Sisters and affiliates offer widespread Spokane presence
Meet affiliate Pam Small
In 1997, Sister Margaret Mary Conway invited Pam Small to join the FSPA covenant affiliation program. Pam did so with Sister Margaret Mary as her contact. She currently ministers as a lector at St. Aloysius Church, near Spokane’s Gonzaga University, and serves the Jean Vanier L’Arche organization’s Faith and Light program, centered on children and adults with intellectual disabilities. With her Katari group in 2013, Pam made a pilgrimage to the Coeur d’Alene reservation in Cataldo, Idaho, and has served the homeless ministry of her parish for six years. She is a member of the Francis Community (that includes affiliates from coastal Oregon, south Idaho and central British Columbia), meeting with them several times each year.
Her dedication to FSPA is apparent in her favorite memory that took place in February 1999, when she was hospitalized with a stroke. Then affiliation co-ministers Sister Suzanne Rubenbauer and Marci Madary “arranged for a speaker phone so I could participate in Area Days from my hospital bed.”
Pam is one of three FSPA affiliates serving in Spokane. There are seven affiliates serving in the state of Washington.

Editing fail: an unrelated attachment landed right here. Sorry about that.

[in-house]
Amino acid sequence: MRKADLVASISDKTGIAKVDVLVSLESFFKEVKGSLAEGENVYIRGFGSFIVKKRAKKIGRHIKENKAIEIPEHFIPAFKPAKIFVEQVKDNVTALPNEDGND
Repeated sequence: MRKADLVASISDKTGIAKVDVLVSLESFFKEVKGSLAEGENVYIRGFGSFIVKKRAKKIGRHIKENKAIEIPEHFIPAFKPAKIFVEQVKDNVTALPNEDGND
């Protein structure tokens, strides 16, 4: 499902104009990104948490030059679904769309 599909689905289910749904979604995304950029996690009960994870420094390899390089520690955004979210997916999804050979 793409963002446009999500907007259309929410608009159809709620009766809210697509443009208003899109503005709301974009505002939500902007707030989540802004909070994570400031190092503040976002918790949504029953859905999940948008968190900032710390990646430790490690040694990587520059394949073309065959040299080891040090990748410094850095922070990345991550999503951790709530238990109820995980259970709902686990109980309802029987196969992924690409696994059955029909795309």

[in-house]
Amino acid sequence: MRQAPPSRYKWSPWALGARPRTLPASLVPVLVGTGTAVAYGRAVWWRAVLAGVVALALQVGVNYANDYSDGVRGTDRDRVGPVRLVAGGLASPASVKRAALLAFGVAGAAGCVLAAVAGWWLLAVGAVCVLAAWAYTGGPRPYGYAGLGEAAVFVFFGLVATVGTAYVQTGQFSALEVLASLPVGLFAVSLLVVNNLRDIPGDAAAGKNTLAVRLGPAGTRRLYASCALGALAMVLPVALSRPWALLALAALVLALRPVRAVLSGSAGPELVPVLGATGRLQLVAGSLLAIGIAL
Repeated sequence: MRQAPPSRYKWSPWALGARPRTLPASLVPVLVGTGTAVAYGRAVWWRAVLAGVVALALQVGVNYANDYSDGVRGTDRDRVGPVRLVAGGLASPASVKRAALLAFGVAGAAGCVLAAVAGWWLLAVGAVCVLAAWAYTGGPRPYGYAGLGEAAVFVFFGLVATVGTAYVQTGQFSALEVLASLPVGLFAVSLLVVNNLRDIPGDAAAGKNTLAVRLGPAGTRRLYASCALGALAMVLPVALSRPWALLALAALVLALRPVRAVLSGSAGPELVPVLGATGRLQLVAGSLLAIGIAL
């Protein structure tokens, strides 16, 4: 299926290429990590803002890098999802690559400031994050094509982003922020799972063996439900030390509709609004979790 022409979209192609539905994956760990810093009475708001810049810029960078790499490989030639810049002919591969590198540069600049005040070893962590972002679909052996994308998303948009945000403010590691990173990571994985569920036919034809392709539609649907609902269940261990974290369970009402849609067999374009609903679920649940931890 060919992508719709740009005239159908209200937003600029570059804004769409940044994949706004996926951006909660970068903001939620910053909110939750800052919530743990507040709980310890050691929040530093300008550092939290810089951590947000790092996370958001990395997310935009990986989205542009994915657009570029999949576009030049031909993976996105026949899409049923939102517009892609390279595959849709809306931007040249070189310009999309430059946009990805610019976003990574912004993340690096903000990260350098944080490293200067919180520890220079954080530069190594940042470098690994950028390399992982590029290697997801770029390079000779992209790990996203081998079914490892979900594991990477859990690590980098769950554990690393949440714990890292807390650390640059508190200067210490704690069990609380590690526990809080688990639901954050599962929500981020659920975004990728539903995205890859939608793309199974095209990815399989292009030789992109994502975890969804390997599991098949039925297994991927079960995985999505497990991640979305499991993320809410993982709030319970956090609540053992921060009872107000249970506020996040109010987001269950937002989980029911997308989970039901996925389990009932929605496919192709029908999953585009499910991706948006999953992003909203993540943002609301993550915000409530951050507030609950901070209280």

Meet Sister Joanne McGoldrick
Sister Joanne McGoldrick is a native of Spokane who knew the community as a reporter at The Spokesman-Review and infused justice to its people through counseling and social work. She entered the FSPA community in 1986 and continued to minister in Spokane for many years where, as a state-certified family counselor, she cared for clients of The Salvation Army and Love Church Services Network—an organization that takes a need in the community and connects it with a church or agency that can remedy it. In 1994, Sister Joanne became the first director of FSPA’s spirituality center, Clare Center, a position she held for four years, and then served parishioners of St. Peter Parish as a pastoral assistant. In 2003, Sister Joanne retired and today continues to serve the Spokane area among residents of Rockwood Lane Retirement Community where her presence is amiable, personal:
I visit with the ladies at Rockwood Lane, the condo in which I also live. Each Sunday before dinner we have gather in the Comfort Zone, connecting with and caring for each other, always with a good turnout and lots of laughs and storytelling. We share hobbies, talk about now and then, and bring pictures of mothers, fathers, grandparents and children. Music and art have brought us enjoyment; once, we even put on a show with our pets. On another occasion we confessed to hilarity in what we called our 'I Love Lucy' moments. It really is a comfort zone.